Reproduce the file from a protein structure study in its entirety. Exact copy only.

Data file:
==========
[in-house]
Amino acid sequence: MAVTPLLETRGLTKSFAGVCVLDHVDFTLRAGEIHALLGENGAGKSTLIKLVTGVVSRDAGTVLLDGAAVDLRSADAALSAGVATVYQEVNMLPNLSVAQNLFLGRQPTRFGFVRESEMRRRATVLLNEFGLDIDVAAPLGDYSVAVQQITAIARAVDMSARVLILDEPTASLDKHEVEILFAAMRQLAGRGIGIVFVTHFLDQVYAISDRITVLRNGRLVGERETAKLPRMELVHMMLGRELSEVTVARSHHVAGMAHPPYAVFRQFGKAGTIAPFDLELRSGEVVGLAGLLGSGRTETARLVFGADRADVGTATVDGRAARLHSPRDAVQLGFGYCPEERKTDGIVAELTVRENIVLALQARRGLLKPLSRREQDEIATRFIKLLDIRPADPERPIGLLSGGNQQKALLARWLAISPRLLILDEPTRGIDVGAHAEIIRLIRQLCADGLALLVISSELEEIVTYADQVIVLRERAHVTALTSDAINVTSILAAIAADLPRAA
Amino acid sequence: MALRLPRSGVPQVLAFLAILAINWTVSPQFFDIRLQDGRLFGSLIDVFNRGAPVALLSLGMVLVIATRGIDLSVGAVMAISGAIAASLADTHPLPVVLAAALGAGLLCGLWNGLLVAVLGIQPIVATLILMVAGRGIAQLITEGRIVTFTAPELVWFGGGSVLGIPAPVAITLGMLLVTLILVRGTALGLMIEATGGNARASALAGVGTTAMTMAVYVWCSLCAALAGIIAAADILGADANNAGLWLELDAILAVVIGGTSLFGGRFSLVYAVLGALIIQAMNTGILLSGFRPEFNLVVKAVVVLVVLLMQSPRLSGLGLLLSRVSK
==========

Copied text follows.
[in-house]
Amino acid sequence: MAVTPLLETRGLTKSFAGVCVLDHVDFTLRAGEIHALLGENGAGKSTLIKLVTGVVSRDAGTVLLDGAAVDLRSADAALSAGVATVYQEVNMLPNLSVAQNLFLGRQPTRFGFVRESEMRRRATVLLNEFGLDIDVAAPLGDYSVAVQQITAIARAVDMSARVLILDEPTASLDKHEVEILFAAMRQLAGRGIGIVFVTHFLDQVYAISDRITVLRNGRLVGERETAKLPRMELVHMMLGRELSEVTVARSHHVAGMAHPPYAVFRQFGKAGTIAPFDLELRSGEVVGLAGLLGSGRTETARLVFGADRADVGTATVDGRAARLHSPRDAVQLGFGYCPEERKTDGIVAELTVRENIVLALQARRGLLKPLSRREQDEIATRFIKLLDIRPADPERPIGLLSGGNQQKALLARWLAISPRLLILDEPTRGIDVGAHAEIIRLIRQLCADGLALLVISSELEEIVTYADQVIVLRERAHVTALTSDAINVTSILAAIAADLPRAA
Amino acid sequence: MALRLPRSGVPQVLAFLAILAINWTVSPQFFDIRLQDGRLFGSLIDVFNRGAPVALLSLGMVLVIATRGIDLSVGAVMAISGAIAASLADTHPLPVVLAAALGAGLLCGLWNGLLVAVLGIQPIVATLILMVAGRGIAQLITEGRIVTFTAPELVWFGGGSVLGIPAPVAITLGMLLVTLILVRGTALGLMIEATGGNARASALAGVGTTAMTMAVYVWCSLCAALAGIIAAADILGADANNAGLWLELDAILAVVIGGTSLFGGRFSLVYAVLGALIIQAMNTGILLSGFRPEFNLVVKAVVVLVVLLMQSPRLSGLGLLLSRVSK